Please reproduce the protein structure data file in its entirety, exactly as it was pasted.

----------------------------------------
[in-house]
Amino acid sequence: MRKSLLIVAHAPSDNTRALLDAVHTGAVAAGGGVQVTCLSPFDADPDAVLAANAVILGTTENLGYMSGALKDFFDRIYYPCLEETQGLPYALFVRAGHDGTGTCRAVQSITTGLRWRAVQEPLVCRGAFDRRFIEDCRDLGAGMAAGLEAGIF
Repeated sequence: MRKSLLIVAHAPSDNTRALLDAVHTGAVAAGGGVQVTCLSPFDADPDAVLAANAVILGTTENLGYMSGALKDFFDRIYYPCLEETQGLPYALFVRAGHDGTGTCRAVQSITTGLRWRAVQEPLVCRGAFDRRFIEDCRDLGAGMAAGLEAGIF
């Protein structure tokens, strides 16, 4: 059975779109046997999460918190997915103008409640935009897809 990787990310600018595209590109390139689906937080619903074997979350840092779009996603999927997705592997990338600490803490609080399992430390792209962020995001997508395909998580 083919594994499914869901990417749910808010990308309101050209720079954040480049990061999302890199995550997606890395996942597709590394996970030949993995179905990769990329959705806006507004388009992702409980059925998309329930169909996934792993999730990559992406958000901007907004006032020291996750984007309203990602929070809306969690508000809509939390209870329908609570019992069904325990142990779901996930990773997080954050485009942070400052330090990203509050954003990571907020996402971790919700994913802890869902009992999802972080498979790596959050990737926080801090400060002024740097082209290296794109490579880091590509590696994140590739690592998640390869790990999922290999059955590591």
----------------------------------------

[in-house]
Amino acid sequence: MRKSLLIVAHAPSDNTRALLDAVHTGAVAAGGGVQVTCLSPFDADPDAVLAANAVILGTTENLGYMSGALKDFFDRIYYPCLEETQGLPYALFVRAGHDGTGTCRAVQSITTGLRWRAVQEPLVCRGAFDRRFIEDCRDLGAGMAAGLEAGIF
Repeated sequence: MRKSLLIVAHAPSDNTRALLDAVHTGAVAAGGGVQVTCLSPFDADPDAVLAANAVILGTTENLGYMSGALKDFFDRIYYPCLEETQGLPYALFVRAGHDGTGTCRAVQSITTGLRWRAVQEPLVCRGAFDRRFIEDCRDLGAGMAAGLEAGIF
């Protein structure tokens, strides 16, 4: 059975779109046997999460918190997915103008409640935009897809 990787990310600018595209590109390139689906937080619903074997979350840092779009996603999927997705592997990338600490803490609080399992430390792209962020995001997508395909998580 083919594994499914869901990417749910808010990308309101050209720079954040480049990061999302890199995550997606890395996942597709590394996970030949993995179905990769990329959705806006507004388009992702409980059925998309329930169909996934792993999730990559992406958000901007907004006032020291996750984007309203990602929070809306969690508000809509939390209870329908609570019992069904325990142990779901996930990773997080954050485009942070400052330090990203509050954003990571907020996402971790919700994913802890869902009992999802972080498979790596959050990737926080801090400060002024740097082209290296794109490579880091590509590696994140590739690592998640390869790990999922290999059955590591």